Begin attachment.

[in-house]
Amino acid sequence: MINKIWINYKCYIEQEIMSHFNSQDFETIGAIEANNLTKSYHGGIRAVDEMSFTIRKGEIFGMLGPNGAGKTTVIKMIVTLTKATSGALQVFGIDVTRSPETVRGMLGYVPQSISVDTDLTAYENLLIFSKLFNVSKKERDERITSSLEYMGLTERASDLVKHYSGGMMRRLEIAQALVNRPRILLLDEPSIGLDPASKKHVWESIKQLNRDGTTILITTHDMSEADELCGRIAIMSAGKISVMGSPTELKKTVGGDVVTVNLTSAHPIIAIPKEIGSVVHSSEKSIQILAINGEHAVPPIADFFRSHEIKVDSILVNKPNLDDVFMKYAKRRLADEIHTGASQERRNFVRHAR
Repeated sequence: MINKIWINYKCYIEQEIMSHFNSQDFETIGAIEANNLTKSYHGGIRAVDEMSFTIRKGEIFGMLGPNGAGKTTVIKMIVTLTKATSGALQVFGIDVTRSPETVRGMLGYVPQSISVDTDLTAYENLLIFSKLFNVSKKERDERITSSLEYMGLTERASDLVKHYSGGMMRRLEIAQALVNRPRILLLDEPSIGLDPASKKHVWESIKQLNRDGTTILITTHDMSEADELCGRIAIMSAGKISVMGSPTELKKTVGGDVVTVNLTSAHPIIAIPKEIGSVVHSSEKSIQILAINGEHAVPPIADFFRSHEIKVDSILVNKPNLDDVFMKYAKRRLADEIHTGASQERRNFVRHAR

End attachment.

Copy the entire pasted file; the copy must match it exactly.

[in-house]
Amino acid sequence: MINKIWINYKCYIEQEIMSHFNSQDFETIGAIEANNLTKSYHGGIRAVDEMSFTIRKGEIFGMLGPNGAGKTTVIKMIVTLTKATSGALQVFGIDVTRSPETVRGMLGYVPQSISVDTDLTAYENLLIFSKLFNVSKKERDERITSSLEYMGLTERASDLVKHYSGGMMRRLEIAQALVNRPRILLLDEPSIGLDPASKKHVWESIKQLNRDGTTILITTHDMSEADELCGRIAIMSAGKISVMGSPTELKKTVGGDVVTVNLTSAHPIIAIPKEIGSVVHSSEKSIQILAINGEHAVPPIADFFRSHEIKVDSILVNKPNLDDVFMKYAKRRLADEIHTGASQERRNFVRHAR
Repeated sequence: MINKIWINYKCYIEQEIMSHFNSQDFETIGAIEANNLTKSYHGGIRAVDEMSFTIRKGEIFGMLGPNGAGKTTVIKMIVTLTKATSGALQVFGIDVTRSPETVRGMLGYVPQSISVDTDLTAYENLLIFSKLFNVSKKERDERITSSLEYMGLTERASDLVKHYSGGMMRRLEIAQALVNRPRILLLDEPSIGLDPASKKHVWESIKQLNRDGTTILITTHDMSEADELCGRIAIMSAGKISVMGSPTELKKTVGGDVVTVNLTSAHPIIAIPKEIGSVVHSSEKSIQILAINGEHAVPPIADFFRSHEIKVDSILVNKPNLDDVFMKYAKRRLADEIHTGASQERRNFVRHAR